Update: Golden girl Jessia Ennis crowned Olympic heptathlon champion as Britain celebrates first track medal of London Games
For two days she had held it together, smiling at the crowd, delivering a thumbs up to the camera and performing as though the London 2012 Olympics was the most fun she had since a primary school sports day.
And then, as about 50,000 people who had stayed behind until 10.30pm to witness a delayed medal ceremony broke into song with God Save the Queen, a bottom lip quivered, her eyes welled up and finally Ennis cracked and cried.
Read more at Daily Mail
This is the fourth in a series of articles leading up to the start of the 2012 Olympics in London on July 27. Each will highlight an athlete and the aspects of his or her sport that make it an example of great design. Today, Jessica Ennis of Great Britian, Heptathlon.
Great design and then some, Jessica Ennis is nearly flawless in design. The British heptathlete has the face of a model, a winning smile, graceful athleticism, and a small but muscular 5-foot-5 frame that refuses to provide a home for excess body fat. And by the way, she’s one of the best female athletes in the world. It’s pretty easy to see why the stunning Ennis has become Great Britain’s poster child for the 2012 Olympic Games in London.
The 26-year-old native of Sheffield, England has proven to be adept in an event that takes athletic ability on a number of different levels, and her list of accomplishments bears that out. Ennis was the world champion in the heptathlon in 2009 and the European champ in 2010. She also earned a silver medal in the heptathlon at the 2011 world championships.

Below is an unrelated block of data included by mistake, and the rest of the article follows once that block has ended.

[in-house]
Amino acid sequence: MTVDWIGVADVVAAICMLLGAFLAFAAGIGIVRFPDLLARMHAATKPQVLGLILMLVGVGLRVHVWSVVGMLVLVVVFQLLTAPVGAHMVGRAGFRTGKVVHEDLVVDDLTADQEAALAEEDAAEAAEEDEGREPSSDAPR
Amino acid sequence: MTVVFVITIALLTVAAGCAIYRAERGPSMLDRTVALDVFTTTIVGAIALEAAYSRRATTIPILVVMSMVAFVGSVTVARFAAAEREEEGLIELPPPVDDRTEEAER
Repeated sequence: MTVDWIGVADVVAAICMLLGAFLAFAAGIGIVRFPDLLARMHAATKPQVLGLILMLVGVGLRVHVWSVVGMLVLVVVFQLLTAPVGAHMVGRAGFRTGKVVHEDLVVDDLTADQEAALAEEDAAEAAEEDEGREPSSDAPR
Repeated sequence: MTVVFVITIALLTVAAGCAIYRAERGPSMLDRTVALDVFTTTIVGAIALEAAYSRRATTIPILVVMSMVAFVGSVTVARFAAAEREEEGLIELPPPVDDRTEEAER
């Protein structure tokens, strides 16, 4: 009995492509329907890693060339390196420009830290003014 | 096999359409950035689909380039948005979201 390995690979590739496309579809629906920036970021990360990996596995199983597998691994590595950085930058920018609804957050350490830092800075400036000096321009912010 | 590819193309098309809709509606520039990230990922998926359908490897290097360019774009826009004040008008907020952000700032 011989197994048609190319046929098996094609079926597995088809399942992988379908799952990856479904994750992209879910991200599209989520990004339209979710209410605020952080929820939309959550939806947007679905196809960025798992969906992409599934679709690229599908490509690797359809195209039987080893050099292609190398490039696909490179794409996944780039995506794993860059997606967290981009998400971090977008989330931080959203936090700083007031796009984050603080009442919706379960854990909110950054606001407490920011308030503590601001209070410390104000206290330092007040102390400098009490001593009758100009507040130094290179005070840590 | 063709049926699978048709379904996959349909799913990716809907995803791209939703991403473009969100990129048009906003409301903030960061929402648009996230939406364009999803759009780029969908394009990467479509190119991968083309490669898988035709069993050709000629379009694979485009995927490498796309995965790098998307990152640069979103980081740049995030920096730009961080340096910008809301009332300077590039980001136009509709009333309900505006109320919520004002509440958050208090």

Ennis’ resume is strong enough to give her Olympic cred, but she recently added to it by setting a British heptathlon record with a score of 6,906 points in the event at a meet in Gotzis, Austria in late May.
Ennis missed the 2008 Beijing Olympics because of a stress fracture in her right foot. But she’s healthy for the Summer Games and appears poised for a big summer.
When referring to the heptathlon, it’s not the sport, but really the sports you’re talking about. Seven track and field events in two days isn’t for the timid.
Day 1 features, in order, the 100-meter run, high jump, shot put, and 200-meter run. The event wraps up on the second day with the long jump, javelin, and 800-meter run. The great design in the heptathlon is the fact that the event tests several completely different athletic disciplines and skills, and, unlike other world-class athletes who can focus on training for just one event, heptathletes have to master seven of them , and each test the athlete in slightly different ways. It’s a cornucopia of athletic achievement where each event has its own requirements.
100-METER RUN: Explosive speed, and efficient body movement.
HIGH JUMP: Requires outstanding technical execution, perfect timing, and a sudden momentum shift to do what seems impossible: clear a bar nearly more than six feet high (Ennis’ best is roughly 6-feet, 5-inches).
SHOT PUT: Brute strength isn’t the only skill needed in the shot put. Excellent balance and momentum shift are also required to hurl the nearly nine-pound metal ball.
200-METER RUN: Similar athletic requirements as the 100, but the added length means a more grueling run, which can be mentally taxing.
LONG JUMP: Timing, rhythm and speed all factor into success at this event, where excellent precision is needed to hit the jump board perfectly.
JAVELIN: Another throw that requires good timing, very little wasted movement, and perfect geometry.
800-METER RUN: A tired athlete gets to finish with a 1/2-mile run that tests endurance, speed, and mental toughness. It’s a brutal way to finish the heptathlon.
Video: Jessica Ennis, Heptathlon
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